Family

For The Love of Titles

“Pork Chop, say hello to Aunty!”

“Who is Aunty?! I am not Aunty, I am Grandma!”

I stared in disbelief at my mum’s relative.

There I was trying to be polite only to be reprimanded because…because…?

Dear relative, I’ll concede and tell my child to call you ‘Big Aunty’ if ‘Aunty’ is too small for you, but forget that Grandma, it is NOT happening.

I can’t with my people! If there is anything that can kill a Nigerian (because you know we are indestructible), it is the insatiable hunger for titles which we associate with respect. We carry it on our heads like it will make NEPA bring light.

Having to call your fellow students ‘Senior’ in secondary school is the beginning of the madness. I can’t begin to describe to you the power trips it causes. Those of you that know, know.

A friend of mine got the shock of her life after she got married and was told to call her sister-in-law, who is exactly 10months older than she is, ‘Sister.’ My Yoruba brethren, but why?!

Another friend was told to call her cousin ‘Uncle’ (four year age gap). The so called ‘Uncle’ had the temerity to date her friend and still insist she refer to him as ‘Uncle’ while his girlfriend got to call him ‘Sugar Banana’ and every fruit under the tropical sun.

Like it isn’t bad enough that we  covet this form of respect in our personal lives, we carry on the title craze into our professional lives.

Yet another friend (because where else will I get gist from) was introduced to a potential gentleman friend but the relationship died an instant death when he introduced himself as “Pharmacists Chiemeka.”

Engineer Princewill.

Solicitor Ajayi.

Economist Bianca.

Scientist Okafor.

IMG_4877You get an idea of just how serious a matter it is when you see a man refer to himself as “Chief Barrister Apostle Mr Olawuyi”.

I can’t, I just can’t.

The end.

 

 

 

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Courage

“Hello, my name is Courage.”

I extended my right hand and he stared at it like it was a venomous snake poised to attack.

“I don’t shake house helps,” he said.

“I am not a house help, I am your cousin.”

“That’s not what mummy said.”

I stared at him, forehead creasing. “Alright, if you don’t believe me, let’s go and ask her.”

Taking him by his right hand, I dragged him down to the living room to settle the matter.

“Aunty, Efosa doesn’t believe I’m his cousin. He thinks I’m the new house help.”

I was pleased to see the shocked look on her face. Vaulting off the sofa she closed the distance between us. My head rotated, propelled by the force of the slap.

“Don’t you dare lay your filthy hands on my son!”

I caught a blurry glimpse of Efosa’s hand still encased in mine and let go.

“The next time you touch him, I will beat you black and blue. Is that clear?”

“Yes aunty, it is clear.”

“Good, now get out of my sight.”

Efosa’s giggles escorted me out of the room, mocking me till it was silenced by the dense wood of the bedroom door. I wanted to cry so badly but anger stalled the tears.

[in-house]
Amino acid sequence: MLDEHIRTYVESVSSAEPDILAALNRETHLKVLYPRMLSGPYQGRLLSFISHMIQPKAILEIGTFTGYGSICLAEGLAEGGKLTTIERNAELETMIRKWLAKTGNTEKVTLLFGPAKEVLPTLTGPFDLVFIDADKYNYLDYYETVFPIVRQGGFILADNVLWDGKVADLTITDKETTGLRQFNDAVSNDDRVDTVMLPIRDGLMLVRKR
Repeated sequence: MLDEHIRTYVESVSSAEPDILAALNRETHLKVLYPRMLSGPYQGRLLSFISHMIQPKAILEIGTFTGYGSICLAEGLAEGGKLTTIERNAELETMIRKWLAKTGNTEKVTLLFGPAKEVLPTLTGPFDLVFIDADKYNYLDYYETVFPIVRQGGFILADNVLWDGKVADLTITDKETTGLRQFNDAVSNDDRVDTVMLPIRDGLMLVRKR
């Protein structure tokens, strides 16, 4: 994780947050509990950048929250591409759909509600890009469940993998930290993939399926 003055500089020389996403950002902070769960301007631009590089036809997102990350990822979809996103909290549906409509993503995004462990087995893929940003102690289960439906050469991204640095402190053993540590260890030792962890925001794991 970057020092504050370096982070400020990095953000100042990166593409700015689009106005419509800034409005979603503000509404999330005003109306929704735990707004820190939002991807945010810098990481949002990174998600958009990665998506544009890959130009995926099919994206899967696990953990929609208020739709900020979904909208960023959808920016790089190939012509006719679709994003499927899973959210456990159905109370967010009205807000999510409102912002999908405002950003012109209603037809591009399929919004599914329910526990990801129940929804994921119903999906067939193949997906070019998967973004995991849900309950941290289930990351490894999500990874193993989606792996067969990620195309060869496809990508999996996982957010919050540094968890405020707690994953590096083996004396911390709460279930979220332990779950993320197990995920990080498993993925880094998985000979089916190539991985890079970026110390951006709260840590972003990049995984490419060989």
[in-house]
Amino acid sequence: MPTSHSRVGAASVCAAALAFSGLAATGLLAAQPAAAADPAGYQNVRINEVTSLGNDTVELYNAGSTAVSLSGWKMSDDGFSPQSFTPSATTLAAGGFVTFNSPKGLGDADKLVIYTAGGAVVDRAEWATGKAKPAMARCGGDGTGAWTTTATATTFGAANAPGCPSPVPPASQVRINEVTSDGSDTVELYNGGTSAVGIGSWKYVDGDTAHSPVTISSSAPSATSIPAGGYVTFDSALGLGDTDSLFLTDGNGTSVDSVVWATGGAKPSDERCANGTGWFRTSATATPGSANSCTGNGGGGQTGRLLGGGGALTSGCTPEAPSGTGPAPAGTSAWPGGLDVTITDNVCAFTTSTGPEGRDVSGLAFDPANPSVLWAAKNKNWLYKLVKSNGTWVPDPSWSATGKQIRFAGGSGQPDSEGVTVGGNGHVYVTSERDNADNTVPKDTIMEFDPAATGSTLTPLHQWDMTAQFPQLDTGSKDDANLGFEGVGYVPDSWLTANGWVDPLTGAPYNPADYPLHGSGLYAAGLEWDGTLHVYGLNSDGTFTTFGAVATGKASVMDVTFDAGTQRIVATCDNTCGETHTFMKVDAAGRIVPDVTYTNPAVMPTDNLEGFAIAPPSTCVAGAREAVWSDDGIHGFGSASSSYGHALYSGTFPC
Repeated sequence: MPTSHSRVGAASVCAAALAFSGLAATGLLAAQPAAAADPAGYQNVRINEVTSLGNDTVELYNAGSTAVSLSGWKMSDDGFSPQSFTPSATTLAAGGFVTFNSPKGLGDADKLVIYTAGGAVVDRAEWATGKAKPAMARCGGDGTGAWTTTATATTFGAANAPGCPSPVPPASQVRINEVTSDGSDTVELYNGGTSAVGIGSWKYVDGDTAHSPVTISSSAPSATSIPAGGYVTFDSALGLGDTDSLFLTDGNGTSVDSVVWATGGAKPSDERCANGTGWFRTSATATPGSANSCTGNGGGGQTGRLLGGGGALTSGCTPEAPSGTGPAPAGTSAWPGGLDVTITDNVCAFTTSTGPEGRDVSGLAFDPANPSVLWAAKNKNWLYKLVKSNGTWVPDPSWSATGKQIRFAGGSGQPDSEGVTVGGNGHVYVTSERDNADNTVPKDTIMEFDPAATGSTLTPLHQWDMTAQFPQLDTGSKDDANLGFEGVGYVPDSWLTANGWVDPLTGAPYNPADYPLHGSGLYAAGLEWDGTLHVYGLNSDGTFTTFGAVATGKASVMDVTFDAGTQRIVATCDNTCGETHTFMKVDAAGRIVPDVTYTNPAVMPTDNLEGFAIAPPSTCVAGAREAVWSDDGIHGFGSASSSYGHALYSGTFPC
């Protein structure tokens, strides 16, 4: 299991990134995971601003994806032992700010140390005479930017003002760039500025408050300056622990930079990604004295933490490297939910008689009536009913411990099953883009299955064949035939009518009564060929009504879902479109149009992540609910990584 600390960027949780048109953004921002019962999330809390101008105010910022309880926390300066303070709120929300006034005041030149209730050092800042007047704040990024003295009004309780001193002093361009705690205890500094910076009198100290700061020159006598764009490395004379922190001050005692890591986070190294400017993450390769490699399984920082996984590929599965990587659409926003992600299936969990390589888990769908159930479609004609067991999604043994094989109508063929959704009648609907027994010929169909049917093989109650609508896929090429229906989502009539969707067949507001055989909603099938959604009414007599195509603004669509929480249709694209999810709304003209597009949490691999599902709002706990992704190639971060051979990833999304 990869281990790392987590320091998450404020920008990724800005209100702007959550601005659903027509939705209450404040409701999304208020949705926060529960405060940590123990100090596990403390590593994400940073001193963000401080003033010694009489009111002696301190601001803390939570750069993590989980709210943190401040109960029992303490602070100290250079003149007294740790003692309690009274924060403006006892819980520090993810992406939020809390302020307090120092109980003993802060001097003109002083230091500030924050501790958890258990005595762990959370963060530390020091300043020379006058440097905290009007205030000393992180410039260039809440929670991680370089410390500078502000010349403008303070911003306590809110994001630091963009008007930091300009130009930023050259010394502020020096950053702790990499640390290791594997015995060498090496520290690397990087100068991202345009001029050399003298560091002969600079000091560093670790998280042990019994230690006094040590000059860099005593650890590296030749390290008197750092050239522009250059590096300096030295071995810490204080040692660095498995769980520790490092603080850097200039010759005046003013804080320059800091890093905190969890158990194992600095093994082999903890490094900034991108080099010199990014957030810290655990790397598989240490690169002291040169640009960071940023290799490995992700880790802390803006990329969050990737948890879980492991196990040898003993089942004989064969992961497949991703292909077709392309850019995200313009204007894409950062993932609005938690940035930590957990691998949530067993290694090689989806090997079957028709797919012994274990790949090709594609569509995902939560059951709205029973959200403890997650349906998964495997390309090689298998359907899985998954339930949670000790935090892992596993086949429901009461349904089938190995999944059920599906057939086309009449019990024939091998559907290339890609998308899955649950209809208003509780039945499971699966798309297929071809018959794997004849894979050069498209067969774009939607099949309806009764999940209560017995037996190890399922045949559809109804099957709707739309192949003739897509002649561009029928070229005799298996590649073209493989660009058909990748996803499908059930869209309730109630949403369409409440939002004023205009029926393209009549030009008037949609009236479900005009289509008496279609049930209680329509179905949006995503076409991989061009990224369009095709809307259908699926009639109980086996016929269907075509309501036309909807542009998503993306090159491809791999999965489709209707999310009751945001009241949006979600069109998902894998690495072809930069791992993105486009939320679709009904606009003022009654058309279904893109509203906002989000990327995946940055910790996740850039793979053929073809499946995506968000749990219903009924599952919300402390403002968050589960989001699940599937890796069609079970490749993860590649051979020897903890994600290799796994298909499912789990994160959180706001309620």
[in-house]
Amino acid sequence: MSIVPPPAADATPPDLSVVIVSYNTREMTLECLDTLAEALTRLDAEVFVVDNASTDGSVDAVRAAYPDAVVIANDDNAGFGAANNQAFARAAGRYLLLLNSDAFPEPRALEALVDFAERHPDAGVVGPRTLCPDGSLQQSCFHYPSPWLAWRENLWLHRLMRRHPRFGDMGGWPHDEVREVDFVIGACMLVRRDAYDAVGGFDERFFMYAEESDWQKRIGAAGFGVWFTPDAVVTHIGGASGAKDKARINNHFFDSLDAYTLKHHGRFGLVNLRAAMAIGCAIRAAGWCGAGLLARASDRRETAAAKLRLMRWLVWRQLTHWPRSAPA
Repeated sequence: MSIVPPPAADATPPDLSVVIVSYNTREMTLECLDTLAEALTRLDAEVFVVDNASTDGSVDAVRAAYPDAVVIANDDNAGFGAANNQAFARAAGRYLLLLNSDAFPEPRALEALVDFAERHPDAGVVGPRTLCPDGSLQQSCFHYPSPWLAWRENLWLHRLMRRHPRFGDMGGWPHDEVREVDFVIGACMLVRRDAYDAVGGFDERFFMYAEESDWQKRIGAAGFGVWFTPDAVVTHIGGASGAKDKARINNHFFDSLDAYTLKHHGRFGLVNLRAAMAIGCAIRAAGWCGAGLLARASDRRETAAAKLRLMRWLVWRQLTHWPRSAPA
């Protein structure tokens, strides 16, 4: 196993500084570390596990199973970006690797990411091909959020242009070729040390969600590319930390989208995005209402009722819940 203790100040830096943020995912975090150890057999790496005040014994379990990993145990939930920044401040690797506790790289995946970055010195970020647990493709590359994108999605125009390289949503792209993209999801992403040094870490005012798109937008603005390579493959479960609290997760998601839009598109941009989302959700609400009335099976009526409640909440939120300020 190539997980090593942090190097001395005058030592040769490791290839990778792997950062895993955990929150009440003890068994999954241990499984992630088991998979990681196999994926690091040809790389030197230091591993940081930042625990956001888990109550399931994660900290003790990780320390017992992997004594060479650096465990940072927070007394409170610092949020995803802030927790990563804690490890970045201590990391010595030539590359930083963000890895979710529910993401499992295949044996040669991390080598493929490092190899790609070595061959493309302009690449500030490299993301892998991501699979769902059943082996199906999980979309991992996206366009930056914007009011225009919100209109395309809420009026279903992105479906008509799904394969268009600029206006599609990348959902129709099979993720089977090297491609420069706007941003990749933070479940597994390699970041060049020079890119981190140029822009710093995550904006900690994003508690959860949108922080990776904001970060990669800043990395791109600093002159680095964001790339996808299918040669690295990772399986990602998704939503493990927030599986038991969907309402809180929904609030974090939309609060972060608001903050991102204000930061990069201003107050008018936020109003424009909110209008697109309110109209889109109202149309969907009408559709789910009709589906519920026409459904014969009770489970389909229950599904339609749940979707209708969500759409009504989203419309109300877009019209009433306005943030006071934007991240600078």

Picking up my unpacked duffel bag, I made my way back down the stairs. There was no way I was staying with these people. I only came because mummy said she wanted me to spend the weekend getting to know my cousin Efosa. We just moved from Lagos to Port-Harcourt and I was desperate for someone my age to play with. In Port-Harcourt none of the kids liked me; no one ever invited me to their birthday parties. Mummy said it was because they were jealous that I was always top of the class. When I asked her why the kids in our estate didn’t like playing with me either, she said they were jealous because she was richer than their parents. I thought Efosa would like me because we are cousins but he is just as bad as the rest of them.

Dropping my bag at the door of leaving room, I announced my presence.

“I want to go home to my mummy.”

Aunty Rita laughed so hard her fair skinned turned a deep shade of red.  As she walked towards me, I slowly inched backwards. My cheek still stung from the slap I’d received earlier.

“You want to go back to your mother?”

I nodded my head vigorously.

“Go on then, go and meet her in Lebanon.”

“Where is that?”

She laughed even harder.

“At thirteen you don’t know what Lebanon is? I thought your mother said you were intelligent? Efosa, tell this fool what Lebanon is.”

“Lebanon is a country,” he piped up.

“Yes, your mother has followed one of her men to Lebanon and she is not coming back for you.”

“Which men? What do you mean?”

“How do you think you mother has managed to feed and clothe you all these years? Oh, she didn’t tell you? Your mother is a prostitute, an ashewo!”

Efosa giggled and I screamed at him, “Shut up!”

Grabbing my ear she flung me across the room.

“If you ever speak to my son like that again, I will kill you. Do you hear me? Ungrateful idiot. You are a liability, you should be grateful I agreed to put a roof over your head.”

Tears streaming down my face I screamed defiantly, “I want my mummy, take me to my mummy!”

“Your mother is gone. Get that into your thick skull.”

“You’re lying, take me to my mummy!”

This time the slap sent me to my knees.

“Let this be the last time I warn you about the way you address me. You can forget about going to school, I am not wasting my money educating you. You will earn your keep. You will cook, clean and look after your cousin. If you are not happy with that, you can go and find somewhere else to live. I’m sure you’ll manage just fine, after all, you are your mother’s daughter.”

Swinging her wide hips from side to side, she sauntered out of the living room dragging Efosa behind her. Mummy couldn’t have left me with this witch, she couldn’t have! I remembered the suitcase sitting in a corner of the bedroom. It looked familiar, just like one mummy had. I raced up to the room and even before the lid slid open I knew my clothes would be in it.